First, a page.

Advanced base camp itself is another tent city, this one mostly situated on snow and ice.   Most of the people in the camp are there just to be there, at the foot of everest, with no intention of going higher.  Some want to try to climb the north col.  And a few are there to try to summit.   There were ten “teams” of climbers who were trying to summit.   Nine of these were led by Nepali guide services.  One was chinese.  Under the chinese regulations, chinese climbers are not permitted to climb with a group other than the one chinese one, so spots on that team are very competitive.   The chinese are much less concerned about promoting tourism and alpinism in tibet than they are with security.

The other climbers with our climbalya outfitter included several  who were attempting to summit.   We would encounter these climbers at each of the camps as the went up and down the mountain acclimitizing to the altitude.   They would climb up to advanced base camp and then alll they way back down–sometimes all the way to Lhasa.  Then they would climb up again to the north col, say, and then climb back down.   The idea is to gradually accostom the body to the altitude, by sleeping higher and higher and in between retreating to a lower altitude to recover.   They were devoting 60 days to this project.  All climbers seeking to summit were shooting for a one week period toward the end of may when history predicted the weather would be best.   With nothing else to do in camp, we would all hang out in the dining tent (advanced bc was much more primitive than the ones below) and talk.  So we got to know some of these climbers.


May 12: The Final Dispatch

One eventful particular is i woke u one morning with bites all over my stomach, chest and back, i assume from bed bugs.   Don’t  think that has happened to me before.   They still bother me almost a week later

The second particular is that we did succeed in amending our itinerary to include a visit to the remote monastery of Sakya and its library which i wrote about before.   This proved to be one of the highlights of the trip.   As i mentioned, this remote sect formed a priest-patron relationship with the mongols in the thirteenth century.  Some of the monastery buildings were destroyed in the cultural revolution.   But the main building and its streets and ancillary buildings are entirely preserved and still in active use by a few hundred monks.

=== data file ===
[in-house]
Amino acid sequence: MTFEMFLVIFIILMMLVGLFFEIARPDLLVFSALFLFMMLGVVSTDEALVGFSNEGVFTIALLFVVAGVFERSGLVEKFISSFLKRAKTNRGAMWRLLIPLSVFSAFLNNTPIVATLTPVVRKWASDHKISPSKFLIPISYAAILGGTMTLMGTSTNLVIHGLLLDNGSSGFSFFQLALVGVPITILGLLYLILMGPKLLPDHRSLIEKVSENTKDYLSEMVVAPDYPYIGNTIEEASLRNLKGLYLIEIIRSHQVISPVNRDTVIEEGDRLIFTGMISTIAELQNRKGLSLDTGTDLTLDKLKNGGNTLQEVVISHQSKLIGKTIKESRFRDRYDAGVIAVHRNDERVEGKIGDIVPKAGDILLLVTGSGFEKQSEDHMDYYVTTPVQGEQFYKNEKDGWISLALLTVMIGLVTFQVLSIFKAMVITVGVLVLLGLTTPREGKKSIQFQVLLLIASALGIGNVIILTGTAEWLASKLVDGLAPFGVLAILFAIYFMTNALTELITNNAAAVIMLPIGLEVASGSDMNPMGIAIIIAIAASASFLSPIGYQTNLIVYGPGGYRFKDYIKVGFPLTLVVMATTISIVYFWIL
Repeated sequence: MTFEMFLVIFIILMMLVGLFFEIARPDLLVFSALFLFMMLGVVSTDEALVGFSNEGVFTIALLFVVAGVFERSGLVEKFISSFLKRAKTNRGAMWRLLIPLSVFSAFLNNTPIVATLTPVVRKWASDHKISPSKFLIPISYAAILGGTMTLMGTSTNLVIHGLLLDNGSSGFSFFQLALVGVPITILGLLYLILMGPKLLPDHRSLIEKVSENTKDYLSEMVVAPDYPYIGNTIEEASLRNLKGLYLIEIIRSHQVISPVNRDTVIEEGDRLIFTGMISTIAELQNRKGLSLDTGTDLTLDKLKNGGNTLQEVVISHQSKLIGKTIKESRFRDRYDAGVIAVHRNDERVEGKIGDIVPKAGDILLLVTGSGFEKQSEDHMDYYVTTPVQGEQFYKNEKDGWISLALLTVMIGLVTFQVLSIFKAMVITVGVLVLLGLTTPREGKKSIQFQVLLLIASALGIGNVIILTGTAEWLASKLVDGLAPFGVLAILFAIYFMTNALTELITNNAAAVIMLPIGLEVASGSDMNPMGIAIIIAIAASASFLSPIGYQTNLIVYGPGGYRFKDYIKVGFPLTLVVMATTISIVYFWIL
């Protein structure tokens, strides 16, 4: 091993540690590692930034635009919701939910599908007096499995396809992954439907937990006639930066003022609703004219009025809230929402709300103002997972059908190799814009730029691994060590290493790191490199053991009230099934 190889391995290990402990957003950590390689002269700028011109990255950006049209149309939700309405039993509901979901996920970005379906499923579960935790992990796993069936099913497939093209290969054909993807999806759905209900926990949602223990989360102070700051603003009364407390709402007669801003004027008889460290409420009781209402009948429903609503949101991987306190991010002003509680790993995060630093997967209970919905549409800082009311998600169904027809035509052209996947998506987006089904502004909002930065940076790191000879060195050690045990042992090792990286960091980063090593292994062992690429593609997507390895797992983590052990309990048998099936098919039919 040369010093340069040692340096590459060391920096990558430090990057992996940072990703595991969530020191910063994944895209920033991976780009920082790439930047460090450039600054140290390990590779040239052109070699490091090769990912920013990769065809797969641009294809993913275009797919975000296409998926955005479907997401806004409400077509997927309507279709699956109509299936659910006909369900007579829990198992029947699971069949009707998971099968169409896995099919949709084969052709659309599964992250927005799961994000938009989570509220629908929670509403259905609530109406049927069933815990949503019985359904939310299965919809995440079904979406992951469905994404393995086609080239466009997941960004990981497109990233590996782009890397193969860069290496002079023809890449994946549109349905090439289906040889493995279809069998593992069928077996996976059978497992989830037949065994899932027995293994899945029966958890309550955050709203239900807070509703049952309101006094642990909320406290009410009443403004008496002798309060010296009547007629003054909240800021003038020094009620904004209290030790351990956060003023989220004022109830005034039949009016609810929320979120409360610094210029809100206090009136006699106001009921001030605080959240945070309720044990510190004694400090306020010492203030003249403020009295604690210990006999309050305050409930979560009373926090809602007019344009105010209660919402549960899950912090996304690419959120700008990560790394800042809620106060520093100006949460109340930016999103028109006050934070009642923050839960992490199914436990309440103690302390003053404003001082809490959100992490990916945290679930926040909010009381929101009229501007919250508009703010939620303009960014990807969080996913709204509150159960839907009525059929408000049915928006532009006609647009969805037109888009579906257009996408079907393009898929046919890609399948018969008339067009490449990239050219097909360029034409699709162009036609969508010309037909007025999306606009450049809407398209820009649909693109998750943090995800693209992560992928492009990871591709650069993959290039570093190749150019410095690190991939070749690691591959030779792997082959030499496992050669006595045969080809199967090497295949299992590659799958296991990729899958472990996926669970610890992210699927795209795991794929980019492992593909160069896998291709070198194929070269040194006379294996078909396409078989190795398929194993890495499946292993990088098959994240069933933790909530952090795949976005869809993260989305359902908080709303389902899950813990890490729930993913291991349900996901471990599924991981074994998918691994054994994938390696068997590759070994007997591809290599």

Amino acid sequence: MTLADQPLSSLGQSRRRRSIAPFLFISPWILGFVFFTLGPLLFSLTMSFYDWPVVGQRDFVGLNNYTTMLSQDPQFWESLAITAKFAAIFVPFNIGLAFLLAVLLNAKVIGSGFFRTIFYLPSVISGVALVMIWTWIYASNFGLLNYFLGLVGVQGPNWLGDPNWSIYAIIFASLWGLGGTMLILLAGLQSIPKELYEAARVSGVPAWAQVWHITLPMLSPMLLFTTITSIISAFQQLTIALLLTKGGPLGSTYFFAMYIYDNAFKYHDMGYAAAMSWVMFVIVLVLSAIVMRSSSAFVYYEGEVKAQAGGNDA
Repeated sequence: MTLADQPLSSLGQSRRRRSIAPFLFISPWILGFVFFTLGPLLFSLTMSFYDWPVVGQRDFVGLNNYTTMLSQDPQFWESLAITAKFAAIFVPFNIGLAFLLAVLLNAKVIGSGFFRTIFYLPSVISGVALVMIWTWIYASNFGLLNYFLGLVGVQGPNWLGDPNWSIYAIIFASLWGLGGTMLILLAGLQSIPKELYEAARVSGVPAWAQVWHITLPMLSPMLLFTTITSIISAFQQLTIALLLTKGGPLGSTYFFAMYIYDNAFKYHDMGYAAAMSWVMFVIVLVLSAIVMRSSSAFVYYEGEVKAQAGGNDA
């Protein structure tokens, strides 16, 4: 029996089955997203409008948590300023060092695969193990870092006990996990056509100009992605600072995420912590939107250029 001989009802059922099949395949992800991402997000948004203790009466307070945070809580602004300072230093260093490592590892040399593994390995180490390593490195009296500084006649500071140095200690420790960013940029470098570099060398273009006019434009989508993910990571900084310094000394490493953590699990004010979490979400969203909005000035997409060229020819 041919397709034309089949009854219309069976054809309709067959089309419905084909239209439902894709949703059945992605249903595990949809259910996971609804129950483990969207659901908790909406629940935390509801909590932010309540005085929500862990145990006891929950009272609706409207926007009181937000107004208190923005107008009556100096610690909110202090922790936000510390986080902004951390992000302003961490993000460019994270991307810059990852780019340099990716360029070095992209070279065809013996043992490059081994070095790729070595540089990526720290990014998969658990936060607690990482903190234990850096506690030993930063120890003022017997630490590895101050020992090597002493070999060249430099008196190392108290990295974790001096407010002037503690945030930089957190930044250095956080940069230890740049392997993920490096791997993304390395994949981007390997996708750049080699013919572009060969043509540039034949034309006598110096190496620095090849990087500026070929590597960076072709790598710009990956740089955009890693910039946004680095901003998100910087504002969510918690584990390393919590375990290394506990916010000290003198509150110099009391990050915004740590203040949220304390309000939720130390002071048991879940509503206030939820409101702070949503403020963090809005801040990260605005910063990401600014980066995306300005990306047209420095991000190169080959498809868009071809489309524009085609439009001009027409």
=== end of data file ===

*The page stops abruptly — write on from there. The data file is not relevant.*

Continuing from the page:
The library itself is astonishing.   There are thousands of hand copied manuscripts on shelves in a long narrow room behind a row of large buddhas in the main hall of worship.  Apparently these were saved in the cultural revolution because the room was used for storing bags of barley.  The shelving is at least 60 meters long and 10 meters high.  You wonder how many monk years over how many centuries this work represents.   The monk who guided us said that no one reads these manuscripts now.   Someone has made an effort to catalogue them because there were numbered stickers on each manuscript.  One manuscript was giant–each page 1.5 meters lengthwise, requiring 3 people to open the book and turn the pages.  Our guide said that this book had to deal with ways of communicating.

We also saw (and heard) the conch that was supposedly a gift of kublai khan.   The sound has healing properties.

The monastery was kind of a dark labyrinth which we explored.  Occasionally in remote rooms we would come across monks praying, chanting or beating drums while an assistant poured donated absolutions over sacred figures.   Walking through the complex seemed to take one back centuries in time.

The last leaders of this sect fled at the time of the cultural revolution to India and the us.    (I asked our guide what the chinese people think of the cultural revolution now.   He said people think “it was a mistake by one person”).  The lama who went to the us recently died in seattle;  he has two sons who have visited satya.  There are still followers of the satya sect around the world.

I would never describe this trip as a fun one.  Tibet is so different than nepal;  it doesnt have the climbing support infrastructure.  It is so much more isolated.   The weather is brutal;  nothing is easy.  It is harder to get around in.  Coming back was like returning from outer space.  But it left a real impact on all of us.   We felt like we learned to deal with a very hostile environment, and got accustomed to living in tents for 10 days.  I am not sure i would ever go back, but i am glad i went.

Bangkok was the perfect city to visit after the trip to the Tibetan moonscape.   There can’t be a city more sensuous than Bangkok, with its tastes and smells, its rivers and golden  temples.  And the mandarin oriental–one of the great hotels in the world.    I wish i could have stayed there longer.

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Quinn, at lower Everest base camp.